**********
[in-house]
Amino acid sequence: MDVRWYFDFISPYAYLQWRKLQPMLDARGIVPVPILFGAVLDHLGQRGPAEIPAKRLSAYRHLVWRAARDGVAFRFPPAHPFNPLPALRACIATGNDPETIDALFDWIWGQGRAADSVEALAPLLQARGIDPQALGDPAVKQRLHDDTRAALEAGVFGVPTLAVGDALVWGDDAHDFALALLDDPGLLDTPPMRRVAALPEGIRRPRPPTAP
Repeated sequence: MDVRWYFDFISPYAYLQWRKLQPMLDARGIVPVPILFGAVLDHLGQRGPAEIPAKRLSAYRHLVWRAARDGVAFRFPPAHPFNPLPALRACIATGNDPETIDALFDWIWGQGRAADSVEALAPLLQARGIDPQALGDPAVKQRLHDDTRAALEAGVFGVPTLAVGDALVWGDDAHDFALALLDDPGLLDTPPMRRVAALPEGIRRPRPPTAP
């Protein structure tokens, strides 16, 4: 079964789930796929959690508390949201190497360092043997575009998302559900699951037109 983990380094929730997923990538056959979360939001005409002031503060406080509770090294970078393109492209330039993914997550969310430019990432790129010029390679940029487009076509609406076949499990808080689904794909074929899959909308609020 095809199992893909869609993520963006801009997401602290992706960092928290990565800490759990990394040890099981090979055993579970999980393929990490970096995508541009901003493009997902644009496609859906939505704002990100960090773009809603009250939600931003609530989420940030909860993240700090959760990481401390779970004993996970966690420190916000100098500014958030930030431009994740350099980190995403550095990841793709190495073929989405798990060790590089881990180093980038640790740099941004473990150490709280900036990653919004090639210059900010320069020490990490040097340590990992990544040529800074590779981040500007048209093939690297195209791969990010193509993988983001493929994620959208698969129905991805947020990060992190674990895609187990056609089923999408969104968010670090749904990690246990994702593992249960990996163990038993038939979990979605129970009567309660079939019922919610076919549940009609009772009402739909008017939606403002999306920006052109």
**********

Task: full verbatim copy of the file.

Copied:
[in-house]
Amino acid sequence: MDVRWYFDFISPYAYLQWRKLQPMLDARGIVPVPILFGAVLDHLGQRGPAEIPAKRLSAYRHLVWRAARDGVAFRFPPAHPFNPLPALRACIATGNDPETIDALFDWIWGQGRAADSVEALAPLLQARGIDPQALGDPAVKQRLHDDTRAALEAGVFGVPTLAVGDALVWGDDAHDFALALLDDPGLLDTPPMRRVAALPEGIRRPRPPTAP
Repeated sequence: MDVRWYFDFISPYAYLQWRKLQPMLDARGIVPVPILFGAVLDHLGQRGPAEIPAKRLSAYRHLVWRAARDGVAFRFPPAHPFNPLPALRACIATGNDPETIDALFDWIWGQGRAADSVEALAPLLQARGIDPQALGDPAVKQRLHDDTRAALEAGVFGVPTLAVGDALVWGDDAHDFALALLDDPGLLDTPPMRRVAALPEGIRRPRPPTAP
């Protein structure tokens, strides 16, 4: 079964789930796929959690508390949201190497360092043997575009998302559900699951037109 983990380094929730997923990538056959979360939001005409002031503060406080509770090294970078393109492209330039993914997550969310430019990432790129010029390679940029487009076509609406076949499990808080689904794909074929899959909308609020 095809199992893909869609993520963006801009997401602290992706960092928290990565800490759990990394040890099981090979055993579970999980393929990490970096995508541009901003493009997902644009496609859906939505704002990100960090773009809603009250939600931003609530989420940030909860993240700090959760990481401390779970004993996970966690420190916000100098500014958030930030431009994740350099980190995403550095990841793709190495073929989405798990060790590089881990180093980038640790740099941004473990150490709280900036990653919004090639210059900010320069020490990490040097340590990992990544040529800074590779981040500007048209093939690297195209791969990010193509993988983001493929994620959208698969129905991805947020990060992190674990895609187990056609089923999408969104968010670090749904990690246990994702593992249960990996163990038993038939979990979605129970009567309660079939019922919610076919549940009609009772009402739909008017939606403002999306920006052109």